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5 Alternatives to Alcoholics Anonymous

Upon therapy for the alcoholic himself, we surely have no monopoly. Yet it is our great hope that all those who have as yet found no answer may begin to find one in the pages of this book and will presently join us on the high road to a new freedom.

-Alcoholics Anonymous, Foreword to the Second Edition


Professional counseling can serve a significant role in recovery. Counseling, both one-on-one with a therapist and in groups, has decades of research that shows good outcomes, even for recovering alcoholics. As we know, however, it works best when we have stopped drinking.

Individual Counseling

One-on-one therapy and family therapy shows are beneficial for resolving life-long problems in cognition and emotional processing. As AA attendees know, Bill W., one of the founders, spent countless hours with Dr. Silkworth to understand his thoughts and the progression of alcoholism.

Dr. Silkworth provided Bill the foundational idea that alcoholism was nearly hopeless and fatal due to how it destroyed sufferers’ willpower. Although the news was devasting for Bill to hear, it became essential in understanding alcoholism as an illness, in both the bodily and mental sense.

Group Therapies

Several kinds of group therapies show results in helping addicts manage their lives better in terms of interpersonal relationships, self-care, and assertiveness.

These include:

Cognitive-Behavioral Therapy

A style of therapy that tries to challenge thinking and behavior that cause trouble. It has a ton of studies that back up that it works well for various phycological issues.

Dialectical behavior therapy

Usually performed in a group, DBT teaches living skills around interpersonal relationships, emotional and impulse management, and wellness. The group will discuss new skills and share how you’ve used them in your life, for any tips from the therapist and other participants.

Motivational Enhancement Therapy

Motivational Enhancement Therapy tries to bring you the willingness and perseverance to tackle a life problem, such as addiction.

Marital and Family Therapy

As the name suggests, MFT brings in your spouse and family members to bear on how addiction impacts them and how to work with you to overcome it.

All of the above therapies usually involve a licensed professional who has experience applying them. As paid professionals, therapists’ costs can sometimes run high.

Religious Organizations

Even before AA was formally created, the church produced many miraculous recoveries. These religious experiences were so fascinating that even Bill W. studied them as part of writing the Big Book.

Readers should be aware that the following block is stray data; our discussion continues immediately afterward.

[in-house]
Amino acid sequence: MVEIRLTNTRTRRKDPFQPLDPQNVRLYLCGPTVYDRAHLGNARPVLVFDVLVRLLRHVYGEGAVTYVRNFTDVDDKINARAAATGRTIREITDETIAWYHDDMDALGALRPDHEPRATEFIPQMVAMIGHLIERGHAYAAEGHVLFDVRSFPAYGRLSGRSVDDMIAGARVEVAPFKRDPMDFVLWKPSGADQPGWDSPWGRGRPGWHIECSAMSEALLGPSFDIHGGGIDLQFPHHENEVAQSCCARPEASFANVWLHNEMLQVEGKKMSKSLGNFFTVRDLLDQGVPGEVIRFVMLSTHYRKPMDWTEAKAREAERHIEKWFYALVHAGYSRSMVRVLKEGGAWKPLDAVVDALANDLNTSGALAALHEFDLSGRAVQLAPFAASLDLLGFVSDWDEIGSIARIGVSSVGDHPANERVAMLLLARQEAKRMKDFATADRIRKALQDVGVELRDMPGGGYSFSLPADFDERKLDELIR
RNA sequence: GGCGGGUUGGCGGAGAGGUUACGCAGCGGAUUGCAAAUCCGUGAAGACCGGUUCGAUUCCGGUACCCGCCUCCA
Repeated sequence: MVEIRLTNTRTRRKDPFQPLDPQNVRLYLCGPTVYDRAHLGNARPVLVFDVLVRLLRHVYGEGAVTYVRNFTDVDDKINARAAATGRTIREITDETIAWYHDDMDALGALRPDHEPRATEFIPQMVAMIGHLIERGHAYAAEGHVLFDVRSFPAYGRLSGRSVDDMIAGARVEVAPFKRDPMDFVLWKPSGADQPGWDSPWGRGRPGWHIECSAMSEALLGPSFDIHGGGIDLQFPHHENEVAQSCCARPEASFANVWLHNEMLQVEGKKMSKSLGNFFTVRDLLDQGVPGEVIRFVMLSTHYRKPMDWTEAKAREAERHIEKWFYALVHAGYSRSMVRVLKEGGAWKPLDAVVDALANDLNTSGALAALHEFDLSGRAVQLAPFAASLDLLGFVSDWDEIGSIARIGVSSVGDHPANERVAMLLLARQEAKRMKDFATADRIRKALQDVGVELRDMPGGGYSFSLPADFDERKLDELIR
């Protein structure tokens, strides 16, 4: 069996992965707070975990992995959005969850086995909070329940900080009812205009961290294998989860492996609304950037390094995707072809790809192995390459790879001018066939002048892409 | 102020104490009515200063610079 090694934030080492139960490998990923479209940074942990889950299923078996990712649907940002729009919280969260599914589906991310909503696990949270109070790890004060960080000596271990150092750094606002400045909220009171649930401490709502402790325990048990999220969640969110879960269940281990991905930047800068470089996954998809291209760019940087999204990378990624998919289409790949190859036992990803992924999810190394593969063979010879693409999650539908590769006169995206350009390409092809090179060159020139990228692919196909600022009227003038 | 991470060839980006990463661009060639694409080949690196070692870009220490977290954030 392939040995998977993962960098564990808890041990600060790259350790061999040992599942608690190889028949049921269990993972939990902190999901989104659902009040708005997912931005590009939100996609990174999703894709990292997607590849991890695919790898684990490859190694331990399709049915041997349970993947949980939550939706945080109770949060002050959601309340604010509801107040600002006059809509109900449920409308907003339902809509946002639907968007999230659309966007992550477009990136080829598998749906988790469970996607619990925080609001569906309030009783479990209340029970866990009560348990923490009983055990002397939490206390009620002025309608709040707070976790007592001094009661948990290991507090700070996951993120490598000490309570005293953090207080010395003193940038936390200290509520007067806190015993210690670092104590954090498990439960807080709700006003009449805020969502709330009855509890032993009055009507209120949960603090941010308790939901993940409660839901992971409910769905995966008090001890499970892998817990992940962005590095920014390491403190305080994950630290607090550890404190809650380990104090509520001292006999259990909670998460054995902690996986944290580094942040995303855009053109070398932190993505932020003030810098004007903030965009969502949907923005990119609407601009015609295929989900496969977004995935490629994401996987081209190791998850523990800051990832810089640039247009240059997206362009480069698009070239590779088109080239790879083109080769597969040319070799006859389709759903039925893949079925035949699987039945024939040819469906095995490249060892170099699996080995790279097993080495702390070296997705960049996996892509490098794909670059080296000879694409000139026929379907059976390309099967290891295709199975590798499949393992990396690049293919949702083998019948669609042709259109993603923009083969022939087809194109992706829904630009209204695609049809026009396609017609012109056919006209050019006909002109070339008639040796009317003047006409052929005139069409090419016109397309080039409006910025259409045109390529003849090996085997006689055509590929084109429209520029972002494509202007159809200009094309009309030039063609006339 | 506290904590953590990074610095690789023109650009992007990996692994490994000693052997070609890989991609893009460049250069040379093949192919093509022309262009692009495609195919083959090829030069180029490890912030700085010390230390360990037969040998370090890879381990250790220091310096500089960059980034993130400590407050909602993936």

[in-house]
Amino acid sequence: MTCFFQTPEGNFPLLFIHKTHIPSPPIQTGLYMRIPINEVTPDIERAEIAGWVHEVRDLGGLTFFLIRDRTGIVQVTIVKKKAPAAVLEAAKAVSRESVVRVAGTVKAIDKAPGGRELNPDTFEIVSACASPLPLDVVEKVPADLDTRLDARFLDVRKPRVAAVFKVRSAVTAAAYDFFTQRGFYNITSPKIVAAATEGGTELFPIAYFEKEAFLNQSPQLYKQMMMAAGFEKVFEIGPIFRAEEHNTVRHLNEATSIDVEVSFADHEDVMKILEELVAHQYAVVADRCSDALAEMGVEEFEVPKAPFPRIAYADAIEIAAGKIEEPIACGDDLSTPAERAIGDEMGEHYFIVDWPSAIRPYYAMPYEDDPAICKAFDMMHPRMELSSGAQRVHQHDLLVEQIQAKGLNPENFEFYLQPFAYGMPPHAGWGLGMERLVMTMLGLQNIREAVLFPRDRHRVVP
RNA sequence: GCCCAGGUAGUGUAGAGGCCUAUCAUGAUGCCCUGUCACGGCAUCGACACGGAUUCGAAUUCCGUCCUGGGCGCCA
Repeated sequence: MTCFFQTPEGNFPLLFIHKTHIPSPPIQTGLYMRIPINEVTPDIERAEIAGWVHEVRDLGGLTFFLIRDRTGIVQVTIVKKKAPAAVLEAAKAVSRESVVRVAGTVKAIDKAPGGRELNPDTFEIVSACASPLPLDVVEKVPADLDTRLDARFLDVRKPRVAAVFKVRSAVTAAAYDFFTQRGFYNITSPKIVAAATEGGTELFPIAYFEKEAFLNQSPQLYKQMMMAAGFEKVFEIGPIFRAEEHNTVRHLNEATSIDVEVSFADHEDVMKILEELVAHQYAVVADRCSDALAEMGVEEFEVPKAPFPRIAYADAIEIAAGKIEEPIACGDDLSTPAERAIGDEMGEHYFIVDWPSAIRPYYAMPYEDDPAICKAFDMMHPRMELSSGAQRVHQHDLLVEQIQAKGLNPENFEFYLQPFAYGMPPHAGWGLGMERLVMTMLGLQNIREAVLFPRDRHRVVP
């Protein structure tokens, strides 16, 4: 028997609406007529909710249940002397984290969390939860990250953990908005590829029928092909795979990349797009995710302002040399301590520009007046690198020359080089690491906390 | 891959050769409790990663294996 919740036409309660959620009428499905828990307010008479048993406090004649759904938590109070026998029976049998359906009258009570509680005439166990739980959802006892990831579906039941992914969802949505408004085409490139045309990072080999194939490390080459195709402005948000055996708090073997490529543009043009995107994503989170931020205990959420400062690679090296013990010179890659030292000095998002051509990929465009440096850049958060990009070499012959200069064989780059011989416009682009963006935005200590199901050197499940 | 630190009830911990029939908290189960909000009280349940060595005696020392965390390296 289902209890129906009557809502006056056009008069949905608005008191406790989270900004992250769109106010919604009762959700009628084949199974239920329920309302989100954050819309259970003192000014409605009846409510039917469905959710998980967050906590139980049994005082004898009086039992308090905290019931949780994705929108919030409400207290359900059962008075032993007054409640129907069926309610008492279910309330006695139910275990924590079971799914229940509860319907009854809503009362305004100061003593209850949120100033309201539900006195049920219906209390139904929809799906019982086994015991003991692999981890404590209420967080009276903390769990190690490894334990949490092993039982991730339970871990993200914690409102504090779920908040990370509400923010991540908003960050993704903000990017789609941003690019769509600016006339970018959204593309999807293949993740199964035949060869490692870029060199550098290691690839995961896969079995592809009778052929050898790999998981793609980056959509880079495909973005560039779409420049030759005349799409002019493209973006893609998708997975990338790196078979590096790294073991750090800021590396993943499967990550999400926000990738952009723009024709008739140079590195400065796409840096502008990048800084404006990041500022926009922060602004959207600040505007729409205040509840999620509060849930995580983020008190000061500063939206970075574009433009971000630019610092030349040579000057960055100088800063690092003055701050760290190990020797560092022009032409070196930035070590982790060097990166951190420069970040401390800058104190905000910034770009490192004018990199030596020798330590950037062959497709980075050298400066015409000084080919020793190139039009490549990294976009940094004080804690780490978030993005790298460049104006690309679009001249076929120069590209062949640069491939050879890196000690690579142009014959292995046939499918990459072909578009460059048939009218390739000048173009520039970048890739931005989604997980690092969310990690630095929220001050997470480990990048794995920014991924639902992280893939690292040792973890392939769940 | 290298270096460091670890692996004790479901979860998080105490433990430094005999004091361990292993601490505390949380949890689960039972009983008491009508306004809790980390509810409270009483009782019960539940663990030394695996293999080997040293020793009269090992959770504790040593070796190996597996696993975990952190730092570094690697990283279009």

Today organized religion continues to help many addicts recover. It is by no means an old-fashioned way of getting sober.

Other Addiction Peer Support Groups

Celebrate Recovery

Celebrate Recovery is a Christian-based recovery problem. It focuses on getting individuals with the same issues to help each other in a Christ-centered action method.

SMART Recovery

SMART Recovery stands for Self-Management And Recovery Training. It is a non-religious program for substance addictions and non-substance (behavioral) addictions. The program uses cognitive and phycological approaches.

Self Help

The many self-help books and guides out there are plentiful. Many are a mix of religious and philosophical maxims (for example, The Four Agreements) or offer practical steps for sobering up based on scientific research.

Many alcoholics buy these resources, only to find that the needed willpower wasn’t there, though they made good sense. However, I’ve met a few who said the self-help category was beneficial for them. I have yet to find someone who sobered up with them as their only resource and no other program.

Self Directed Recovery

Though infrequent, I’ve met numerous people who stopped through their homegrown recovery method. Usually, they employed a mix of actions and changes in thinking that they had learned helped with cleaning up, including becoming more active in their religion, engaging more with friends and family, and taking on more activities that didn’t include drinking (community service).

Although some die-hards would judge these types as non-alcoholics, their stories belie someone with a real problem. The fact that they could compile steps in their minds and had the willingness to do them and get sober is inspiring, even if it is uncommon.


There’s no need to throw up your hands in disgust if you don’t want to use AA or other 12 step programs to get sober. There are a variety of different methods that people have used. It takes a bit of research and willingness to seek out these methods and find what works for you.

The journey is yours to make. Many have come before who offer alternative solutions when you don’t like the mainstay AA.

It is normal to be rebellious to attend the treatment that seemingly everyone recommends as well. It is everyone’s right to experiment with different venues that could work for them.

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